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Cookware For my needs. Which to splurge on?

So I mainly cook two kinds of meals.

- I make something like stir fryish for dinner one night but want enough to last as leftovers for several days later either at home or work. Think yellow thai chicken curry, asian stir fry, fancy hamburger helper, those sorts of things. The key is that I want to be able to make quite a bit of it so that my girlfriend and I can eat it for several days afterwards. Currently I have a pan that has a 9inch diameter on the bottom and is about two inches high, and its not cutting it. So I've been looking at considerably larger saucepans like this one below... or the others it its family.

http://www.amazon.com/Clad-Copper-Cor...

The other kind of cooking is basic fry a burger in the pan, fry some sausage then fry some eggs in the grease etc... kind of stuff, where I don't need a very deep pan but one of good diameter.

I'm considering the same brand for this, or a comparable quality brand in the 10-12inch range for diameter.

I also boil rice and quinoa like almost everyday, but I don't think quality cookware would help much with tasks like that, but I could be wrong.

On pans that I use frequently and ones that I can use for the rest of my life I am willing to spend a fair amount if the quality difference is proportional to the price

Any advice or corrections on my novice understanding of cooking is much appreciated.

Thanks!

EDIT: Look of the pan is not of great importance to me, nor is dishwasher "safeness" as I'll be washing these all by hand.

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  1. Hi,
    All-Clad makes great products & you would be satisfied. I recommend a le creuset buffet casserole. It's a versitile pan with lifetime warranty. A good multipurpose go-to pan. Sometimes you can find them at TJ Maxx or Home Goods for around $125-$150. It comes in a 31/2 qt size- perfect for my family of 3- a meal plus leftovers. Get the 5 qt if you entertain. http://www.amazon.com/Creuset-Enamele...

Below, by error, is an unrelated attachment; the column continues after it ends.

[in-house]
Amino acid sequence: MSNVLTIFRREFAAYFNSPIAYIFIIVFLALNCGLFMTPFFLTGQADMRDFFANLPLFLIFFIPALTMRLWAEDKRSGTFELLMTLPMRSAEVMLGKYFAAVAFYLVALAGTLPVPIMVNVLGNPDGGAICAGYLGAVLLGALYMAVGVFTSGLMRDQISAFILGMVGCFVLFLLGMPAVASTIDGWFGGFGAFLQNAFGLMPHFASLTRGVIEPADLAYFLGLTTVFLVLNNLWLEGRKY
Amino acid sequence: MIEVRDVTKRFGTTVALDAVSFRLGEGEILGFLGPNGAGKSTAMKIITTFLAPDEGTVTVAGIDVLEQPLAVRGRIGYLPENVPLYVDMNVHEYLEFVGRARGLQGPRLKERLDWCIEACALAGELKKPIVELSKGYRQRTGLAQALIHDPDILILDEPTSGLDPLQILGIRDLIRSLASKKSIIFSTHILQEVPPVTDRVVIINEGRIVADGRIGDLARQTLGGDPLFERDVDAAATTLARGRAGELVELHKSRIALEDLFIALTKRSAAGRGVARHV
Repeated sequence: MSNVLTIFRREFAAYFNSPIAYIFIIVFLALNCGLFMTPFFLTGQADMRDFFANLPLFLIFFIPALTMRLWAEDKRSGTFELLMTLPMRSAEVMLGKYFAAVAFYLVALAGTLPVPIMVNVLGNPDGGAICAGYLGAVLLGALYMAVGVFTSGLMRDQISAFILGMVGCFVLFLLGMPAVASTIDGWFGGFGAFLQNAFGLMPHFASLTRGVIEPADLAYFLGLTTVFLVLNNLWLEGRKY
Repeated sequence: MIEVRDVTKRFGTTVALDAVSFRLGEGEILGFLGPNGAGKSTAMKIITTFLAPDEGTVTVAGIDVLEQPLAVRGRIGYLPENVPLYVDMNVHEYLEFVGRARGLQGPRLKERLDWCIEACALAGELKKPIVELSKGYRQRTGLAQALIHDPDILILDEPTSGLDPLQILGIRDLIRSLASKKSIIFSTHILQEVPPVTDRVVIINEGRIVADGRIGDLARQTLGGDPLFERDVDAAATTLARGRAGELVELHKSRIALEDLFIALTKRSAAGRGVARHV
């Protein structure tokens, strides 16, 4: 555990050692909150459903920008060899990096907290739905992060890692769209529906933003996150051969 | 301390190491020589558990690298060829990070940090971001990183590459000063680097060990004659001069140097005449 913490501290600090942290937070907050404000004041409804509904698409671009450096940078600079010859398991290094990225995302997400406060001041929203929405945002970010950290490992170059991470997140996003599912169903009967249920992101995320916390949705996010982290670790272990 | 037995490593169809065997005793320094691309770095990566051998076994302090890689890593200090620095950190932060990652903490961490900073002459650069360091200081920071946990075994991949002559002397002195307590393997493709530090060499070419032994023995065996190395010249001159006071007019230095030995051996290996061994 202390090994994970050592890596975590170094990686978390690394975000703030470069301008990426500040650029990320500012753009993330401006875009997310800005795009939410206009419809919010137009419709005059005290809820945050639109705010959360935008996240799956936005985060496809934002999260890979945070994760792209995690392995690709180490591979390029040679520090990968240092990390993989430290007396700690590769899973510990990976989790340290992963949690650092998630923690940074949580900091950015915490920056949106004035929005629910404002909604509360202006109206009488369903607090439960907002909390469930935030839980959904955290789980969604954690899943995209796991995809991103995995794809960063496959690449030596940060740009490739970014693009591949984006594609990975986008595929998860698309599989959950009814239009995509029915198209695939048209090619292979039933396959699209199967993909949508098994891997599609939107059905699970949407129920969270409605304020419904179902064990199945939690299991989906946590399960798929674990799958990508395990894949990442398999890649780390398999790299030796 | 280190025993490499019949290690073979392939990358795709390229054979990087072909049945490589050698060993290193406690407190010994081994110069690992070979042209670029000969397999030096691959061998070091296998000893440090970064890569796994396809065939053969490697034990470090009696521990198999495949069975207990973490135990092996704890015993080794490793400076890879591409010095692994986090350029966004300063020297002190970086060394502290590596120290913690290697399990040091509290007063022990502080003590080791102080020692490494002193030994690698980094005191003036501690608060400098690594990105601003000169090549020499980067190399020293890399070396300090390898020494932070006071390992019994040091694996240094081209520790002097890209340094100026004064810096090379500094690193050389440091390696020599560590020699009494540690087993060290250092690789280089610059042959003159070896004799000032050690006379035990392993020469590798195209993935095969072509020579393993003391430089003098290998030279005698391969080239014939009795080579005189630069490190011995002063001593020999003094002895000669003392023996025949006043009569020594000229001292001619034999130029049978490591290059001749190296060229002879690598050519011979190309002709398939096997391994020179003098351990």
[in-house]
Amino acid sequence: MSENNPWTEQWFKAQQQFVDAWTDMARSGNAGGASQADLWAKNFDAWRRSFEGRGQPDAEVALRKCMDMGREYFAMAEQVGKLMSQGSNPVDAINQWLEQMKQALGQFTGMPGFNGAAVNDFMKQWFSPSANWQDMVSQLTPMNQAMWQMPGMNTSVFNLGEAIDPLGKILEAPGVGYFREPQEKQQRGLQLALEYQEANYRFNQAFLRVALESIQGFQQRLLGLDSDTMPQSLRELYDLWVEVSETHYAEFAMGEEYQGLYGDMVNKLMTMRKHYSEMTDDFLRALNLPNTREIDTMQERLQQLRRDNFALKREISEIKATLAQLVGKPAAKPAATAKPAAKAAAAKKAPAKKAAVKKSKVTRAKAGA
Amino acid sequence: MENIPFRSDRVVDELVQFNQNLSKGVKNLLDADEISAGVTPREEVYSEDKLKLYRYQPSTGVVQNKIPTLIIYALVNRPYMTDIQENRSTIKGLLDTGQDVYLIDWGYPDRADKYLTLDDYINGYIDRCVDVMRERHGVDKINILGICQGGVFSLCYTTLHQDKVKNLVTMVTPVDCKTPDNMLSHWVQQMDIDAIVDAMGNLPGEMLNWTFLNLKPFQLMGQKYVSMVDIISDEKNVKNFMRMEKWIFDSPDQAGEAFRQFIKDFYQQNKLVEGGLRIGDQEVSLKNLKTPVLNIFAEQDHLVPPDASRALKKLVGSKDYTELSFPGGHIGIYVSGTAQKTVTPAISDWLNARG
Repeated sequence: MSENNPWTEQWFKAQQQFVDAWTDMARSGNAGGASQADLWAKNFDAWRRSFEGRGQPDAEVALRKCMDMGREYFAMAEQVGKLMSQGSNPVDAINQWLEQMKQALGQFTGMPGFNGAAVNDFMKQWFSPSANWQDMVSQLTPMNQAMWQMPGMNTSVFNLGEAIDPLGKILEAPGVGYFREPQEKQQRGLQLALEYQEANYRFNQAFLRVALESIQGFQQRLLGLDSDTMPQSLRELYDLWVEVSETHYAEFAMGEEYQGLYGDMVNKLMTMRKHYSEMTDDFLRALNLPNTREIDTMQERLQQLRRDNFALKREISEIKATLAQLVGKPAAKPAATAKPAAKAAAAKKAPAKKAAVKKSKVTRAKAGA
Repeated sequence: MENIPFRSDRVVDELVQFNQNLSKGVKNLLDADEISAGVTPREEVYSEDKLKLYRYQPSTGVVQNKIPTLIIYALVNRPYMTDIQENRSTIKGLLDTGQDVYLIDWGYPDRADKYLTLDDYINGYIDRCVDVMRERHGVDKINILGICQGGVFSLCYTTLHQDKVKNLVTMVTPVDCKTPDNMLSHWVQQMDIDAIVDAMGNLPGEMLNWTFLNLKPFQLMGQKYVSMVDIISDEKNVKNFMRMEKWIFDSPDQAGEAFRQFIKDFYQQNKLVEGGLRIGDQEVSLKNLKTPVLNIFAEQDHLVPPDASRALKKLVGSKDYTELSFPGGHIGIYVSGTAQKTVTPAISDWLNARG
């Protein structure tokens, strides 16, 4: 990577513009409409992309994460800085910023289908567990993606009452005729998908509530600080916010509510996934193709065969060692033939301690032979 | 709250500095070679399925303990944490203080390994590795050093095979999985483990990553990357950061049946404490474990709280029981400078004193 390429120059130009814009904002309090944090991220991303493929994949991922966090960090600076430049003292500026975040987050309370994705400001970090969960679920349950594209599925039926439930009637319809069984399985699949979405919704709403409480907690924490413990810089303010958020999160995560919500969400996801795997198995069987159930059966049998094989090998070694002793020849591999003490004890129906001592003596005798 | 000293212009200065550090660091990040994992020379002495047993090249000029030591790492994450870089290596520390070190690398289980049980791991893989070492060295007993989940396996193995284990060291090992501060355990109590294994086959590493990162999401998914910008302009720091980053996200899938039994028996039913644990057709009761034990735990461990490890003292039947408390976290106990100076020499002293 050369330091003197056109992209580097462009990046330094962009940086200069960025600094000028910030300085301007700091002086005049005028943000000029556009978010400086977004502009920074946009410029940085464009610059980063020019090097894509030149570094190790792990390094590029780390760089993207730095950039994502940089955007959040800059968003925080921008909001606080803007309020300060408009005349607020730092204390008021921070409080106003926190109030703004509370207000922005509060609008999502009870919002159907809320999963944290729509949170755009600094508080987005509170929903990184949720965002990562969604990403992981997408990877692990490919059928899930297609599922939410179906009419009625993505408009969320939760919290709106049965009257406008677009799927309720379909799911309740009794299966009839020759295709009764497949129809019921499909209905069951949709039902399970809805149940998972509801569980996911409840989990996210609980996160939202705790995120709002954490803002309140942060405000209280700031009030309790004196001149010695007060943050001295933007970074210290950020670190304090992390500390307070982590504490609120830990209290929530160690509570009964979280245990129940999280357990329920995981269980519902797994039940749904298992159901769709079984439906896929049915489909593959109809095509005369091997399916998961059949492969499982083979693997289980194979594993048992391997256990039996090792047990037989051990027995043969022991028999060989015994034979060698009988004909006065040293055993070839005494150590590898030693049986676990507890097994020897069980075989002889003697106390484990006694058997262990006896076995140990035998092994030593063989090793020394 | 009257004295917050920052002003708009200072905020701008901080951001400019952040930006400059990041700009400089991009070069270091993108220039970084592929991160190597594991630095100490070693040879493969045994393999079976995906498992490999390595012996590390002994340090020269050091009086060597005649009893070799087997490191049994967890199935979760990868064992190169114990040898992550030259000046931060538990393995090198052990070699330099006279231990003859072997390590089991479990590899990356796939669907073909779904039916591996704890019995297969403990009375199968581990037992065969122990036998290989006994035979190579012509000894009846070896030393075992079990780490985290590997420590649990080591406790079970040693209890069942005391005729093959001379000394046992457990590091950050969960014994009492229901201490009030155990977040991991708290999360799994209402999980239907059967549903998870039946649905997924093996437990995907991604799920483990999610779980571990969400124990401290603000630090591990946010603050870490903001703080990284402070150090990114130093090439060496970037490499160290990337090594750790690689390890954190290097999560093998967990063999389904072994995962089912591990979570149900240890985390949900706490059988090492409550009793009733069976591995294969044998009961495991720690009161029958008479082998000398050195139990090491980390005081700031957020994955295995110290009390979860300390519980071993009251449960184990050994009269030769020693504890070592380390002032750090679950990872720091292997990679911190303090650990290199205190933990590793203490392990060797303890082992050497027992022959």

1. A braisier, stew pot / sauce pot / short stockpot, or dutch oven will work well for many of the things you mention. I would tend to get one thing for dishes like Thai curry which are more of a stew than a stir-fry, and something else for pan-frying and so on.

      Examples:
      Vollrath Tribute tri-ply stainless (http://www.katom.com/175-77520.html) ($80 w/o cover; shorter than it looks in that photo; there's also a 6 qt @ $73)
      Sitram Braisier / Stewpot (http://www.deiequipment.com/s.nl/it.A...) ($133 w/o cover)
      Kirkland "French Oven" ($80 w/ cover)

      For stir-fries, even with a very large skillet, you really need to avoid crowding the pan, and there's a size beyond which it will be difficult to get the pan hot enough and may become too difficult or to toss the pan. One thing I've seen suggested is to use a (hot) skillet, and stir-fry each ingredient separately, and then combine them only at the very end. Even so, it's hard to make enough to have leftovers in a home environment, unless you prep everything, and make the recipe in two batches.

      Anything bigger than a 12" straight-sided sauté pan with 3-4" high sides, or 12-13" skillet will probably be too big to really stir-fry in effectively, and even then, may be hard unless you have a pretty powerful stove. In either case, I'd look for tri-ply stainless with aluminum center (not 5 ply, 7 ply, no copper core) -- a skillet or sauté pan that size can be unwieldy to handle. Alternately, if you don't do a lot of tossing or can handle the weight, you could consider cast iron or carbon steel, and pre-heat it in the oven before use.

      I think this All Clad 4 qt straight-sided sauté pan is a pretty good deal, and it's quite lightweight for its size.

      http://www.cutleryandmore.com/all-cla...

      I also like using a curved sauté pan / sauciére for some applications, but you do use a little surface area. I have an All-Clad "chef's pan", which works for some of these kinds of dishes.

      Something like this might work, but not sure whether you'd be able to get it hot enough to work well, and while its total capacity is pretty large, like a wok, you need to not over-crowd the pan for stir-frying.
      http://www.katom.com/175-77754.html

      Carbon steel flat-bottom wok (or round-bottom if your stove can accommodate a wok ring) is another option to consider. Relatively lightweight, should be inexpensive, but not ideal for stews, especially those with a strongly acidic component.

      1. I am going to offer something different than where you are thinking.

        For stir fry, I would suggest using a carbon steel wok and not worry about anything like a Cladded copper core saute pan. I just think it is the wrong tool and also expensive. It is a good pan, just not for stir fry. Stir fry does not demand supreme even heating because you suppose to toss or stir your foods, so why spend extra for an even heating copper core pan when you don't need it. Not only you don't need it, it hinders your ability to toss food.

        Here is a video which demonstrates a good old and inexpensive carbon steel wok. Jump to 1:05 min: